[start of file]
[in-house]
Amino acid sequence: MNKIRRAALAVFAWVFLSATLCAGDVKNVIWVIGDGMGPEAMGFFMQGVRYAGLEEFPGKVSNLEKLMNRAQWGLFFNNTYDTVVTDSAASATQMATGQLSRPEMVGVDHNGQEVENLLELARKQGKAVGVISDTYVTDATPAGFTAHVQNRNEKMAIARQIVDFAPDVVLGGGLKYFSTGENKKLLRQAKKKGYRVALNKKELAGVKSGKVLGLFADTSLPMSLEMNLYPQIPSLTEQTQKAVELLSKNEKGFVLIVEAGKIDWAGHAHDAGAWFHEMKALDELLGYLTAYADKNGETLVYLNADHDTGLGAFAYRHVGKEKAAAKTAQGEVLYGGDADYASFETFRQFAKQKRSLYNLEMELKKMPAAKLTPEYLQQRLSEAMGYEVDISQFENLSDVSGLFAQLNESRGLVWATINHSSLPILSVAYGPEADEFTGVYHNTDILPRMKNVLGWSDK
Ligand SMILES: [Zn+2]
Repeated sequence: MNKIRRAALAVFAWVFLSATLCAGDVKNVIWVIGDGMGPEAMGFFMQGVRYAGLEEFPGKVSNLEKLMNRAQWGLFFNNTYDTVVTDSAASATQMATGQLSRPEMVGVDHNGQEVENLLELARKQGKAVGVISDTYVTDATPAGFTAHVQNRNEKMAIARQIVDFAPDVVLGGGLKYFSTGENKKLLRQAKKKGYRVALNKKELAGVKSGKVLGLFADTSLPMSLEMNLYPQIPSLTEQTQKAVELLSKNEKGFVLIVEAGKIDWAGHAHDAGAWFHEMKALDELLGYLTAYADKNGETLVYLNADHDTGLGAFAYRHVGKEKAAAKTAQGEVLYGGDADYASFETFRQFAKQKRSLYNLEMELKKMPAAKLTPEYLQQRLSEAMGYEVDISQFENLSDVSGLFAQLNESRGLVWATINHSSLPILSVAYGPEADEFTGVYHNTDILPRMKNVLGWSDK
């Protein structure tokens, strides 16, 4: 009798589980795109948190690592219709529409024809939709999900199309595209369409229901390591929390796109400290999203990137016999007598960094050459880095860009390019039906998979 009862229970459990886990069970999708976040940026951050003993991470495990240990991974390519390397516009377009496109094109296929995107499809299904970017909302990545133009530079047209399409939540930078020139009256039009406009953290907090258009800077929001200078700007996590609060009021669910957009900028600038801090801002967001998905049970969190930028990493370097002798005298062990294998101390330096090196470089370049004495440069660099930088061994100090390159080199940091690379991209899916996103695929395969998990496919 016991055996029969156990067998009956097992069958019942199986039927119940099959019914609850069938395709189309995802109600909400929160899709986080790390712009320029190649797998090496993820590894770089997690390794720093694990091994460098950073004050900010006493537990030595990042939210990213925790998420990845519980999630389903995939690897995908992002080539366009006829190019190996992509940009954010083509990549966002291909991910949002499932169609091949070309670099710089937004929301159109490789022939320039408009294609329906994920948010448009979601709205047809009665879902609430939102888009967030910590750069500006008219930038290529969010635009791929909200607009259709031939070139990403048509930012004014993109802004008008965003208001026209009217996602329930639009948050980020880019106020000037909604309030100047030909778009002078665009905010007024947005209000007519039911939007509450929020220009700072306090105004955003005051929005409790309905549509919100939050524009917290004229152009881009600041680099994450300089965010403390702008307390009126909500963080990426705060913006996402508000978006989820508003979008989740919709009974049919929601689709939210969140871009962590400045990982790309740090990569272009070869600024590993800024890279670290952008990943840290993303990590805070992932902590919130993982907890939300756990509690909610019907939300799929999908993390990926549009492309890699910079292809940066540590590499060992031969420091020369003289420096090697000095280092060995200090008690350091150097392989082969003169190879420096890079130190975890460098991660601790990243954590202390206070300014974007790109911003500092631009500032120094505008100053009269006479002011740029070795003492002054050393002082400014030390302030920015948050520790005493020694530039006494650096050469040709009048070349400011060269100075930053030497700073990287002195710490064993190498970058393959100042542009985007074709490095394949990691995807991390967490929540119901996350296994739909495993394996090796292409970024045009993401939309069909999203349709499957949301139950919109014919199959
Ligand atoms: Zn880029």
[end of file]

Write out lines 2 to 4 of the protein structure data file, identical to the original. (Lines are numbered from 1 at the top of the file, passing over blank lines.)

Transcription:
Amino acid sequence: MNKIRRAALAVFAWVFLSATLCAGDVKNVIWVIGDGMGPEAMGFFMQGVRYAGLEEFPGKVSNLEKLMNRAQWGLFFNNTYDTVVTDSAASATQMATGQLSRPEMVGVDHNGQEVENLLELARKQGKAVGVISDTYVTDATPAGFTAHVQNRNEKMAIARQIVDFAPDVVLGGGLKYFSTGENKKLLRQAKKKGYRVALNKKELAGVKSGKVLGLFADTSLPMSLEMNLYPQIPSLTEQTQKAVELLSKNEKGFVLIVEAGKIDWAGHAHDAGAWFHEMKALDELLGYLTAYADKNGETLVYLNADHDTGLGAFAYRHVGKEKAAAKTAQGEVLYGGDADYASFETFRQFAKQKRSLYNLEMELKKMPAAKLTPEYLQQRLSEAMGYEVDISQFENLSDVSGLFAQLNESRGLVWATINHSSLPILSVAYGPEADEFTGVYHNTDILPRMKNVLGWSDK
Ligand SMILES: [Zn+2]
Repeated sequence: MNKIRRAALAVFAWVFLSATLCAGDVKNVIWVIGDGMGPEAMGFFMQGVRYAGLEEFPGKVSNLEKLMNRAQWGLFFNNTYDTVVTDSAASATQMATGQLSRPEMVGVDHNGQEVENLLELARKQGKAVGVISDTYVTDATPAGFTAHVQNRNEKMAIARQIVDFAPDVVLGGGLKYFSTGENKKLLRQAKKKGYRVALNKKELAGVKSGKVLGLFADTSLPMSLEMNLYPQIPSLTEQTQKAVELLSKNEKGFVLIVEAGKIDWAGHAHDAGAWFHEMKALDELLGYLTAYADKNGETLVYLNADHDTGLGAFAYRHVGKEKAAAKTAQGEVLYGGDADYASFETFRQFAKQKRSLYNLEMELKKMPAAKLTPEYLQQRLSEAMGYEVDISQFENLSDVSGLFAQLNESRGLVWATINHSSLPILSVAYGPEADEFTGVYHNTDILPRMKNVLGWSDK